I did not stay to convince him that Sampson was endued with murder with miraculous strength, but I cannot help thinking that there was a great resemblance in his way of reasoning, or rather running mad, to the argument in hand; for the apostles were endued with miraculous gifts as much superior to the abilities of our present ministers, as Sampson’s strength was to that of the poor bedlam might: they lived in an age in which miraculous gifts by the goodness of God were common in the church; but in our time there is nothing miraculous unless it be the self-sufficiency and presumption of the clergy, in taking upon them to offer and asked temporary address to their maker; and each of them claiming a right to make a whole parish pray as he pleases; and the absurd confidence reposed in them by the laity; and the tame submission by which they suffer every man that chances to fill their pulp pulpits, to manufacture and makes up their prayers as he chooses. These indeed are miraculous things, such as no age, no country,

The “verbal restrictive” theory restricts the Holy Spirit, so even regeneration is not miraculous…it is merely the “tipping point” when the rational mind has been convinced to begin serving God over self….half-Pelagian.


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no religion, ever produced examples of; and it is still more surprising that the clergy themselves (as I approved before), and published to the world, that the people do not join in public worship; and the most learned and sensible part of the laity feel and acknowledge that it is very difficult and dangerous for them to join in it, as it is performed at present; and yet that none of our clergy have compassion and humility to propose, nor any of the laity resolution to demand a change, but that all them sit down with an absurd and dangerous way of worship, introduced partly by necessity, and partly by enthusiasm, in the distracted days of our Reformation; disapproved of by our ablest reformers from the beginning, as witness John Knox, who composed and used a form of prayer; and only approved of and supported by the silly ignorant vulgar, who have so little knowledge, either of the nature, or the importance of prayer, that they would not give themselves the trouble to go to church, unless it were to hear a sermon; and by the turbulent and self-sufficient part of the clergy, who find that it gives them a fair opportunity to sow discord, propagate fiction, and prostitute are worship to their foolish fondness for popularity.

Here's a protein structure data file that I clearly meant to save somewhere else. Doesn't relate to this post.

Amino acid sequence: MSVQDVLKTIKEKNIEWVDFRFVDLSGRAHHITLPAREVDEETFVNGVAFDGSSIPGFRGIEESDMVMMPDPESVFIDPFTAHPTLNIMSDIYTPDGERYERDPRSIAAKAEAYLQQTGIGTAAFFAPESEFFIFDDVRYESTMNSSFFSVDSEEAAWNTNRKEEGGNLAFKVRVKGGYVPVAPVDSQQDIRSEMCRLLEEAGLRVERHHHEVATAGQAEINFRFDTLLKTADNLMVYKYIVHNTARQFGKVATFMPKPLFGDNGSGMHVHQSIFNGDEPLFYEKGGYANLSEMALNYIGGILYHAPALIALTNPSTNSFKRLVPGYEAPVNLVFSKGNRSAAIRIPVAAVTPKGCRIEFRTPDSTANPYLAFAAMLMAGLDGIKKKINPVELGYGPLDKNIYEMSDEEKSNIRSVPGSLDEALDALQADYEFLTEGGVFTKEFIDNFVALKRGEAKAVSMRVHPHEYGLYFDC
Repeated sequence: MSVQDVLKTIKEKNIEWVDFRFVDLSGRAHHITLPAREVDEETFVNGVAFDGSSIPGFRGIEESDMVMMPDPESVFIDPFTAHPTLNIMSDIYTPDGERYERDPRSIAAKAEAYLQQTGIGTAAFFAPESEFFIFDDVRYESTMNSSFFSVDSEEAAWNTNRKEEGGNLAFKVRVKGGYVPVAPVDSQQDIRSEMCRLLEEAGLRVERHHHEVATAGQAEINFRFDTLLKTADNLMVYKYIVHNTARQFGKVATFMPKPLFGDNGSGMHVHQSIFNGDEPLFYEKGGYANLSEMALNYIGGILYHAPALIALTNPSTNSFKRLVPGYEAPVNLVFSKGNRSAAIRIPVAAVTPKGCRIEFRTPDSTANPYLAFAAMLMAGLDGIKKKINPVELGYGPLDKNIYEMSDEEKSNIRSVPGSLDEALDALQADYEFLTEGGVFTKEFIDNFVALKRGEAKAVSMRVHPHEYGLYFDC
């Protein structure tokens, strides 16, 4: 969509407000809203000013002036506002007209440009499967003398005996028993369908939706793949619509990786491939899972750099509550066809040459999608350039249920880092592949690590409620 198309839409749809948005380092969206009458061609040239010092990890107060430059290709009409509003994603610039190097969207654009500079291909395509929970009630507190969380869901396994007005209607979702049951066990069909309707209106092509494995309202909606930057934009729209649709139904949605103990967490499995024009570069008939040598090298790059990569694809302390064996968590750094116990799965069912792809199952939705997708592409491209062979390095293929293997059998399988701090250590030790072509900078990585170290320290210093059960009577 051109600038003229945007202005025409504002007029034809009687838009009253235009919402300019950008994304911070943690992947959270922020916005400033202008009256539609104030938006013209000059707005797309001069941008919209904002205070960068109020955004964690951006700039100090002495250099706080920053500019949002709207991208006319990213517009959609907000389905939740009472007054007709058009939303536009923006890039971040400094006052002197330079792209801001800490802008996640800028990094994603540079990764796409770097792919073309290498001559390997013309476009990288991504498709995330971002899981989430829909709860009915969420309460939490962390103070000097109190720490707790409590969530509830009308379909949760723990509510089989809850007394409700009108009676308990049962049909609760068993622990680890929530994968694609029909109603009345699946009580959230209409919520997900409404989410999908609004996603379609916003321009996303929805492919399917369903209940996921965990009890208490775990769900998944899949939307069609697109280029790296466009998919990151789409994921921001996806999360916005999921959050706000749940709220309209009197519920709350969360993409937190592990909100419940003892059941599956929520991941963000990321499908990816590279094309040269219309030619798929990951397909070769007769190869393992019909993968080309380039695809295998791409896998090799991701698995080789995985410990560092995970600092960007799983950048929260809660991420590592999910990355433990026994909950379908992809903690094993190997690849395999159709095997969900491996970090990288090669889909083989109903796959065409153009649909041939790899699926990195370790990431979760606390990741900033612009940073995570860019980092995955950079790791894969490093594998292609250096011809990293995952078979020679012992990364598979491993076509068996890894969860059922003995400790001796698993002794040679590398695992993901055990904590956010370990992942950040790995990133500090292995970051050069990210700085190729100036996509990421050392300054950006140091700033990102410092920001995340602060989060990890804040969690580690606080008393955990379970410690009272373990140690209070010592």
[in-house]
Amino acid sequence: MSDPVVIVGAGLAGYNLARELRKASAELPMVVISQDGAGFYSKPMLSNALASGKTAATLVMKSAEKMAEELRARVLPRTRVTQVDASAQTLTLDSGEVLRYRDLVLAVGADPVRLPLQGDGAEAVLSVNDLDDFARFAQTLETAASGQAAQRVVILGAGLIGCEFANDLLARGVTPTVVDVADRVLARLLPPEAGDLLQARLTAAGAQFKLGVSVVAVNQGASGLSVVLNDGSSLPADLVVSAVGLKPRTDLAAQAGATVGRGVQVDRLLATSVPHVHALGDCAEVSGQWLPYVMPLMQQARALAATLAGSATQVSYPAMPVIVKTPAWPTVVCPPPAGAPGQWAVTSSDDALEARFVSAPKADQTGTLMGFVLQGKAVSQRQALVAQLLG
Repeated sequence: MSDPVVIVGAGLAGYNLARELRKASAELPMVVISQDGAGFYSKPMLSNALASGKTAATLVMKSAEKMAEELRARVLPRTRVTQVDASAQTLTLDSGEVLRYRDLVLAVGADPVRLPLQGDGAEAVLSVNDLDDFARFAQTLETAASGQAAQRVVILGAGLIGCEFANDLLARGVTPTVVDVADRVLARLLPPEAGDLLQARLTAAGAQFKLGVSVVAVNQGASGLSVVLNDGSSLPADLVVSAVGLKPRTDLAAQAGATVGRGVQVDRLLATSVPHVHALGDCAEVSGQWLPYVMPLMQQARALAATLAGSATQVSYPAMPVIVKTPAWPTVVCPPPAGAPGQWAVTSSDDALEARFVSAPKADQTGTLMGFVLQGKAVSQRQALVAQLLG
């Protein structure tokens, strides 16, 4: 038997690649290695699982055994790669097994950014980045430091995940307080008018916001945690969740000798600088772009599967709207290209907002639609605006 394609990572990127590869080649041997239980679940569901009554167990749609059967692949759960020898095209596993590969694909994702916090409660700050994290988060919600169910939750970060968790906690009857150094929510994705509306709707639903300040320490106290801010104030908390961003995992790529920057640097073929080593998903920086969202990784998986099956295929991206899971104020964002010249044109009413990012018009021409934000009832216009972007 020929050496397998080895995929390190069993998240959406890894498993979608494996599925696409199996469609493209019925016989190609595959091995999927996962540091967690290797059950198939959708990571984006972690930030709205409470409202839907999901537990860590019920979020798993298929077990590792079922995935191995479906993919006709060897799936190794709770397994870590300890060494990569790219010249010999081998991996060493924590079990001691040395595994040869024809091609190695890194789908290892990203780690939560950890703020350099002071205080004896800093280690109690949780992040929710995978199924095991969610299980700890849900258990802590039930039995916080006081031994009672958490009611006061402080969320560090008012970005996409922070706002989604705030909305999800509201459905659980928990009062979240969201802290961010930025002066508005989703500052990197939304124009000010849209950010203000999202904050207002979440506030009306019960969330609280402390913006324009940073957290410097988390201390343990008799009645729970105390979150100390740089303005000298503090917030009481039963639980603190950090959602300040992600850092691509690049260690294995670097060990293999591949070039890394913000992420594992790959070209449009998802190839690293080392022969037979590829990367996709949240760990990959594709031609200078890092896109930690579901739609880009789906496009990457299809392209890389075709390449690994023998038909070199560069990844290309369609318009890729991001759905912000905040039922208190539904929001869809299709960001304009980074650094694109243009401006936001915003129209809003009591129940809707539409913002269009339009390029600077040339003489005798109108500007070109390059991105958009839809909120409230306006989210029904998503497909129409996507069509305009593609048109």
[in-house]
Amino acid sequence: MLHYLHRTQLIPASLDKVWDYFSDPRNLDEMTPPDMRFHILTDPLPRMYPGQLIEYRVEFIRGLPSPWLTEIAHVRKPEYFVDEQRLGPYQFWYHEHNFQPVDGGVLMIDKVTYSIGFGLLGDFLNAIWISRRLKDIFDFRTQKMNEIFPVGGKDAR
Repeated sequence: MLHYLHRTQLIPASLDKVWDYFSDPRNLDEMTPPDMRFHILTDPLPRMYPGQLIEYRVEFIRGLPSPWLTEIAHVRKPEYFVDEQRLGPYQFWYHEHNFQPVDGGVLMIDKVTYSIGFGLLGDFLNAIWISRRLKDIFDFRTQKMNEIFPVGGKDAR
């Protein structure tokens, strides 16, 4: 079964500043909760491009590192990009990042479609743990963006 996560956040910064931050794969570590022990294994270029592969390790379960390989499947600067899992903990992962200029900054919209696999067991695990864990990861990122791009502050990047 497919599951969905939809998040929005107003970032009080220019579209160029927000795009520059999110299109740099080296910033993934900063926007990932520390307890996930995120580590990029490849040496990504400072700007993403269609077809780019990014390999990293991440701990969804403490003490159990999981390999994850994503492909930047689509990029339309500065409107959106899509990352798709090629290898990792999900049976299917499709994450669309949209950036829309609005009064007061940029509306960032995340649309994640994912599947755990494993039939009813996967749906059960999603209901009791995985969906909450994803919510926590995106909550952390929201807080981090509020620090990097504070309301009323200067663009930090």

That the mob who placed great merit in hearing many sermons, and thinking preaching the most important part of public worship, should be fond of our present method, is no wonder it all, for our extemporary effusions are rather sermons and prayers. It is natural to for the ambitious, enthusiastical, and libertine part of our clergy to be warmly attached to our present way of worship; it most effectually answers their several purposes; it affords the ambitious a large field for displaying their popular talents, and an excellent opportunity to preach themselves; it gives enthusiasts and libertines

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fair scope to vent their whimsical and pernicious principles: indeed nothing can be better calculated for propagating sedition, heresy, enthusiasm and party principles, then our present way of worship, since every minister has the composition of most of it, and the choice and management of the whole; so that it is no wonder if men of these characters be fond of it, nay it would be very surprising if they could be persuaded to give up our present method.